Over the centuries, humanity has created ever more ingenious systems to traverse the oceans and skies of our planet. Modern ships and planes operate with powerful engines that require substantial amounts of fuel, leading to high operating costs. However, this approach becomes impractical for applications that require extended periods of autonomous operation without the possibility of refueling. This dissertation starts with the idea of operating systems by going with the flow: harnessing the wind and ocean currents by letting the system drift in favorable directions and strategically using a low-power engine to change flows when this is beneficial. As the power to counteract drag forces scales cubically with the relative velocity of the system, this new paradigm reduces the power required for operation by 2-3 orders of magnitude, thereby significantly reducing the system and operating costs. This could enable a host of novel applications that require low-cost and long-term operations, such as active environmental monitoring of the oceans and atmosphere or floating solar platforms. The primary case study used throughout this work is autonomous seaweed farms that roam the oceans while rapidly growing biomass for biofuel, bioplastic, or to sink it for carbon removal.

In this dissertation, we systematically develop control techniques to tackle the four key challenges of operating by going with the flow: First, the system is severely underactuated with its own propulsion often being less than 1/10th of the magnitude of the surrounding flows. Second, to make strategic control decisions when to change flows, only coarse, deterministic forecasts are available. Third, the forecasts have a limited time horizon of 5-10 days, but realistic control objectives extend over weeks to months. Lastly, the forecast error defined as the difference between the forecasted and the true flows often exceeds the propulsion capabilities of the system, hence robust control is infeasible.

We start by introducing techniques for continuous-time optimal control when the complex flows are known. We use dynamic programming for the objectives of navigation and maximizing seaweed growth. Next, we turn towards the challenge of operating with imperfect and short-term forecasts. Our insight is that the value functions obtained by the previously developed optimal control methods can be used as closed-loop control policies, which are equivalent to replanning on the forecast at every step. Through extensive simulation studies in realistic ocean conditions, we demonstrate that such frequent replanning allows for reliable operation despite significant forecast errors. To enable reasoning beyond the forecast horizon, we derive a discounted optimal control formulation and demonstrate how the value function can be extended by estimating the cost-to-go using historical flow averages. In the last part of this dissertation, we focus on how to handle constraints in these challenging environments. For that, we integrate time-varying obstacles into our value function and show empirically that this almost eliminates the risk of stranding. Moreover, we develop a hierarchical control approach to operate a fleet of underactuated autonomous systems while avoiding collisions and ensuring connectivity across the fleet.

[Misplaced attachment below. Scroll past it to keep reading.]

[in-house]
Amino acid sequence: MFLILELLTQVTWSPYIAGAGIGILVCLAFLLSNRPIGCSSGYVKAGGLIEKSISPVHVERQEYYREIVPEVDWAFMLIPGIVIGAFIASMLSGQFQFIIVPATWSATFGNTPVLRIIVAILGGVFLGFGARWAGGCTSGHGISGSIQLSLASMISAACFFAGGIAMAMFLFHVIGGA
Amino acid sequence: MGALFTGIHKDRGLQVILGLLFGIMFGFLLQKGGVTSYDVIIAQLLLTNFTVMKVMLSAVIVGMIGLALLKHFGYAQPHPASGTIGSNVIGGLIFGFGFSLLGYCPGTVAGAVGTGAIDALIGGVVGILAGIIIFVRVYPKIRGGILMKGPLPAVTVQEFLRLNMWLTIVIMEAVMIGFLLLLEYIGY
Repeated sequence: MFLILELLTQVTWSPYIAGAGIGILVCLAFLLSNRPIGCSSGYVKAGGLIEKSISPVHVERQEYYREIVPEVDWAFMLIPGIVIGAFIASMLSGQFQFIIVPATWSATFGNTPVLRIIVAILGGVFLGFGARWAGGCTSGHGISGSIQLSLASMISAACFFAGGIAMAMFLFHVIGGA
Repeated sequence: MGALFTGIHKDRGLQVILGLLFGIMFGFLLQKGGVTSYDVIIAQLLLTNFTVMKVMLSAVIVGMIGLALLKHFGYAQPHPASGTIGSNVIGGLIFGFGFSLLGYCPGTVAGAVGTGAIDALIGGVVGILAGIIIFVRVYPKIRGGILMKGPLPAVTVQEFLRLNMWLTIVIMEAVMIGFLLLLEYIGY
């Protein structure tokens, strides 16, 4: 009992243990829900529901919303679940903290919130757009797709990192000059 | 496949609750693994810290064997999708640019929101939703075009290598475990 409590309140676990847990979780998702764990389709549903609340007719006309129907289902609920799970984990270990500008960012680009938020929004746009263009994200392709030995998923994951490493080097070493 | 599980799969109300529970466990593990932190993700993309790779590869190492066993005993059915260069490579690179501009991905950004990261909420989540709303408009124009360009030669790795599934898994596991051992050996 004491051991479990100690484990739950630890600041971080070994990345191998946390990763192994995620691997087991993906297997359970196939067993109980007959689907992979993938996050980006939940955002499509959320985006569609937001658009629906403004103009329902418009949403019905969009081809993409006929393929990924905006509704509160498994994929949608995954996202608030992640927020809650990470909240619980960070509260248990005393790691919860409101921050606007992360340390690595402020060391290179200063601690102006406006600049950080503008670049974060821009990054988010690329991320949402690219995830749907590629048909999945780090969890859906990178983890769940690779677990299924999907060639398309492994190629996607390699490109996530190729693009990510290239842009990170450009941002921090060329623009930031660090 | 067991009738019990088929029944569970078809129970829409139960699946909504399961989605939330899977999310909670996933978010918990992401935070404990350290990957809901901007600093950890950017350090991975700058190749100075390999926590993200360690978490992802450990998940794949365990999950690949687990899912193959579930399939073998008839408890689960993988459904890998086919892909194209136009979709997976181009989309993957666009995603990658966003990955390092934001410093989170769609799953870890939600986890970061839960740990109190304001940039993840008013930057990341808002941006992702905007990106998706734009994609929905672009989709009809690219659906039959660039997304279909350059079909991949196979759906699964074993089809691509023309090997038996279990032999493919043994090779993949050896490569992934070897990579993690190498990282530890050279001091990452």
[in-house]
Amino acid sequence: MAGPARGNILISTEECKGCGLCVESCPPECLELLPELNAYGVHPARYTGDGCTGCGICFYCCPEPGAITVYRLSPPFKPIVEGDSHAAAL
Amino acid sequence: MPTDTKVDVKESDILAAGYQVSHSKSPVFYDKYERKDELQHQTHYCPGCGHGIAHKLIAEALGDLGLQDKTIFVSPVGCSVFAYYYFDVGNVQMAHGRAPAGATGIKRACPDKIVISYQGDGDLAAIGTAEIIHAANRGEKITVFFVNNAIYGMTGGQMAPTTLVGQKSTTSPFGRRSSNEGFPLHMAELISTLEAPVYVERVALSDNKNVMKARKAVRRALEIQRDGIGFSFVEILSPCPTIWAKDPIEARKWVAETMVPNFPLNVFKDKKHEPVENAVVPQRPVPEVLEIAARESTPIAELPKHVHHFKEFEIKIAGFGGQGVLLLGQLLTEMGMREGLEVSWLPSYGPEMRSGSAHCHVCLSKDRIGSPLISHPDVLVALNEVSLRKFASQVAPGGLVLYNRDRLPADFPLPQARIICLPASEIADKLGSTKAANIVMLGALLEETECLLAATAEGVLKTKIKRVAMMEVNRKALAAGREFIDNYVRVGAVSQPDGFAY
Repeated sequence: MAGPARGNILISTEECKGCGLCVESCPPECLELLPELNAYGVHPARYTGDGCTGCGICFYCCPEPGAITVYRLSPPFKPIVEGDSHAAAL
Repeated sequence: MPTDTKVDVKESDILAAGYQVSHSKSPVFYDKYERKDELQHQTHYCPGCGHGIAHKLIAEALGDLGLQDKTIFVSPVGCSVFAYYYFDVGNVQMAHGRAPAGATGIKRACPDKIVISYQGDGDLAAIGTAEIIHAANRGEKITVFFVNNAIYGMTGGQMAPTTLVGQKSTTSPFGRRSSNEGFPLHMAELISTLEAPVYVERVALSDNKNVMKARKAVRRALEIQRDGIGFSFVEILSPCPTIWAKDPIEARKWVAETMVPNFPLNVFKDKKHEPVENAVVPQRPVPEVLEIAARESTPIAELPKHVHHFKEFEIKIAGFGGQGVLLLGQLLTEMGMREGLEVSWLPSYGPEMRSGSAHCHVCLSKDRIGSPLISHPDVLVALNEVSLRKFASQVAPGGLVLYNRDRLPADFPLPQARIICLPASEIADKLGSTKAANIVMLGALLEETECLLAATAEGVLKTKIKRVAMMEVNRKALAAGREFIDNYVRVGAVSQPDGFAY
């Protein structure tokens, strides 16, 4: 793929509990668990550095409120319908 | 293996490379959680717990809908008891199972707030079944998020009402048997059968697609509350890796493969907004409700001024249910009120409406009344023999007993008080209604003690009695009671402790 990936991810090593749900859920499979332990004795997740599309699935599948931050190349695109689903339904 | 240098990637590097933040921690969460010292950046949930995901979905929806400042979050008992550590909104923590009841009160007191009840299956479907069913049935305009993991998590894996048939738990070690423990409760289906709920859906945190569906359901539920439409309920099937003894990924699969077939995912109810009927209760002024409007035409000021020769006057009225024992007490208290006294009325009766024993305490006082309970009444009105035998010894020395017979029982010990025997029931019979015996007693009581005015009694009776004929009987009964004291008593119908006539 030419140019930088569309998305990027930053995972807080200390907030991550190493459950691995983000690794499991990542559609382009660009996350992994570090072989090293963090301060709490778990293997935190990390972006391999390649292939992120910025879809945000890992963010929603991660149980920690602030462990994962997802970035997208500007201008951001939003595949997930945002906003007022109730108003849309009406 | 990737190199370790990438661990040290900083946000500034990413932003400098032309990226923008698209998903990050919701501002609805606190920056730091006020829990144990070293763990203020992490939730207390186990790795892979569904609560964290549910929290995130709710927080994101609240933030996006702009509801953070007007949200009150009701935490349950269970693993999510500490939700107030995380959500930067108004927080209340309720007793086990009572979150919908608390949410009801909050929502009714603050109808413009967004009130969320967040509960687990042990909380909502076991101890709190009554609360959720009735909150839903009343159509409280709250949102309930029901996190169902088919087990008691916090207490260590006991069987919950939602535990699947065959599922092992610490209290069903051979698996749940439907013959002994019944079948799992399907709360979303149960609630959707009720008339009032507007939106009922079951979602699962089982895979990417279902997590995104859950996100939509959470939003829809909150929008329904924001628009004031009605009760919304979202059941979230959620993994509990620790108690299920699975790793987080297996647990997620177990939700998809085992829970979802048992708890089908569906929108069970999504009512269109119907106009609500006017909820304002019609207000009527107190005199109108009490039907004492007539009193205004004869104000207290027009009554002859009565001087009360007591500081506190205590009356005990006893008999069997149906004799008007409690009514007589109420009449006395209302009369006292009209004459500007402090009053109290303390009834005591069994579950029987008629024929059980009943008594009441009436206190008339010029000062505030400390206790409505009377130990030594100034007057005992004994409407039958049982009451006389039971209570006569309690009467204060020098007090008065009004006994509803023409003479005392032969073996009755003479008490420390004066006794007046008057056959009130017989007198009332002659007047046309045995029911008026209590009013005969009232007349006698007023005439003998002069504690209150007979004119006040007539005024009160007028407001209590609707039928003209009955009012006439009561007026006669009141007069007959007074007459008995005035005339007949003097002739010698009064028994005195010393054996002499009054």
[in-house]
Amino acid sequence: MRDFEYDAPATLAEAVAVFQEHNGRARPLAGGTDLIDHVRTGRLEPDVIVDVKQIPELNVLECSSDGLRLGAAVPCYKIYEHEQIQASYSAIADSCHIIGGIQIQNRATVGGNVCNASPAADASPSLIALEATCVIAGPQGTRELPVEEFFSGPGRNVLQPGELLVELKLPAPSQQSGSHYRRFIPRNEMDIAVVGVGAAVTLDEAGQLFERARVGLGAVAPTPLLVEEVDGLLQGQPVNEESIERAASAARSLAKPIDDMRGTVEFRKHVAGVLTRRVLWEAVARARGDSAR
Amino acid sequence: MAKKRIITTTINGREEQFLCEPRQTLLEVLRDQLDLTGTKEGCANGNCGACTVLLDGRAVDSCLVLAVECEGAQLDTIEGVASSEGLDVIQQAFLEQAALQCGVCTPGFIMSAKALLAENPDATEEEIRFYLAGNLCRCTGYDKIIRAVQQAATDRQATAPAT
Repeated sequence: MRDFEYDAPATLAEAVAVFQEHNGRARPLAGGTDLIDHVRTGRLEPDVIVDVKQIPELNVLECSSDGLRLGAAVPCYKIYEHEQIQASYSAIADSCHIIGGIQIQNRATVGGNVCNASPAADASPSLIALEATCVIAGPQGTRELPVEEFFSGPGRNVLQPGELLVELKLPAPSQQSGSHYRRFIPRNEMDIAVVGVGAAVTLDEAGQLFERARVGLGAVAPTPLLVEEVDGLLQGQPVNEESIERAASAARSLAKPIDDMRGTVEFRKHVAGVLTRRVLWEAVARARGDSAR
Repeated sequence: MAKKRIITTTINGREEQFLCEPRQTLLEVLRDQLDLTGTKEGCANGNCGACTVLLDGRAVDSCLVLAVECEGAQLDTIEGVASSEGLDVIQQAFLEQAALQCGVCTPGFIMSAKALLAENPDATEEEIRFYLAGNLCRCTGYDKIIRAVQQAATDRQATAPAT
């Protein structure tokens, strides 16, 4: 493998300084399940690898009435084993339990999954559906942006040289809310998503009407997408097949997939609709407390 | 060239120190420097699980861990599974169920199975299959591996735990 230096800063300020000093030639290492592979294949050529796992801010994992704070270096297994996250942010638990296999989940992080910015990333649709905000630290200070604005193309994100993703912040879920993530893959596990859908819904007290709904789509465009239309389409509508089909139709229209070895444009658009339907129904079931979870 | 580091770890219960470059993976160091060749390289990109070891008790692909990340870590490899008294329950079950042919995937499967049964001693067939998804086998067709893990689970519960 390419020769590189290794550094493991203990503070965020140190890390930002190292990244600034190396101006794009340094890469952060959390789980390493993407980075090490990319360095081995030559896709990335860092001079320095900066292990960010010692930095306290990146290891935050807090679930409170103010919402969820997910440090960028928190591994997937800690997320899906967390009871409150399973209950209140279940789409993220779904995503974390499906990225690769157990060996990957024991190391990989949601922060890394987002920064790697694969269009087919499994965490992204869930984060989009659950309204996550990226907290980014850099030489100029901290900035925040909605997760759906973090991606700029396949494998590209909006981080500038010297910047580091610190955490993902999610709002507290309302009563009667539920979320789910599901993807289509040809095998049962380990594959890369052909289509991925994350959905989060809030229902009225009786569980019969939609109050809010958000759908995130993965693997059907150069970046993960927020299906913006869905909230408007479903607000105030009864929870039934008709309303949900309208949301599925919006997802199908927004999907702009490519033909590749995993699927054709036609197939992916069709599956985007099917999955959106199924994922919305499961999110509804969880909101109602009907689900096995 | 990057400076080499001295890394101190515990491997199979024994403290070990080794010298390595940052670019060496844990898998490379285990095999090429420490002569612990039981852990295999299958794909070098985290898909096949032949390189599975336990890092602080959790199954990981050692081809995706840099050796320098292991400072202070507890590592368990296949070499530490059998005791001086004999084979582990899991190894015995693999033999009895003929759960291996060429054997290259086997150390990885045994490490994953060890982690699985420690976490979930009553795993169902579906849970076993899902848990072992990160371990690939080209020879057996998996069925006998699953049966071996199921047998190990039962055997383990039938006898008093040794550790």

At the end of this dissertation, we summarize our techniques for operating by going with the flow which could enable a host of new applications of low-power autonomous systems in the oceans and skies. We also discuss promising ongoing and future research directions towards further improving the performance of underactuated robotic systems operating in flows.




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